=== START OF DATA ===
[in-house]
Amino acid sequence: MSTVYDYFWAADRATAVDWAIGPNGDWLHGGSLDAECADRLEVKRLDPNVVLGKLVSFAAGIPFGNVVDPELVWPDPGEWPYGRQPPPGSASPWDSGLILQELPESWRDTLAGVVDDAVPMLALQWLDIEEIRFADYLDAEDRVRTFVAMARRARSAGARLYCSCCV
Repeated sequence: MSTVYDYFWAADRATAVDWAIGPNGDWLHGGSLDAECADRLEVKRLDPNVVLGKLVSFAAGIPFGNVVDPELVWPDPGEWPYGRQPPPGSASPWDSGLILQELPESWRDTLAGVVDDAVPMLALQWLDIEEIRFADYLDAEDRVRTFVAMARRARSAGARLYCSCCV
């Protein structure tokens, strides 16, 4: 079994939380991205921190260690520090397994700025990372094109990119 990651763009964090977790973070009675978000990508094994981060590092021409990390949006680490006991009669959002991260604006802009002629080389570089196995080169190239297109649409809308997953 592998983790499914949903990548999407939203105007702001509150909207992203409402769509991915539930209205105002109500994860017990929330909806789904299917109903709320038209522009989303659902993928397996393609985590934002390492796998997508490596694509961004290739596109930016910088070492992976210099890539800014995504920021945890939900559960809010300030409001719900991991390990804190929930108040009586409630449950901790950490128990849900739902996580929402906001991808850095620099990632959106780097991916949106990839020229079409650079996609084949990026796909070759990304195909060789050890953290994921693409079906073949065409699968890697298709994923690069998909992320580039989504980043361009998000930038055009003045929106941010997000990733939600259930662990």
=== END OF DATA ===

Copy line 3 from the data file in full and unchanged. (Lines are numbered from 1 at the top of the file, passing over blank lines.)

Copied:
Repeated sequence: MSTVYDYFWAADRATAVDWAIGPNGDWLHGGSLDAECADRLEVKRLDPNVVLGKLVSFAAGIPFGNVVDPELVWPDPGEWPYGRQPPPGSASPWDSGLILQELPESWRDTLAGVVDDAVPMLALQWLDIEEIRFADYLDAEDRVRTFVAMARRARSAGARLYCSCCV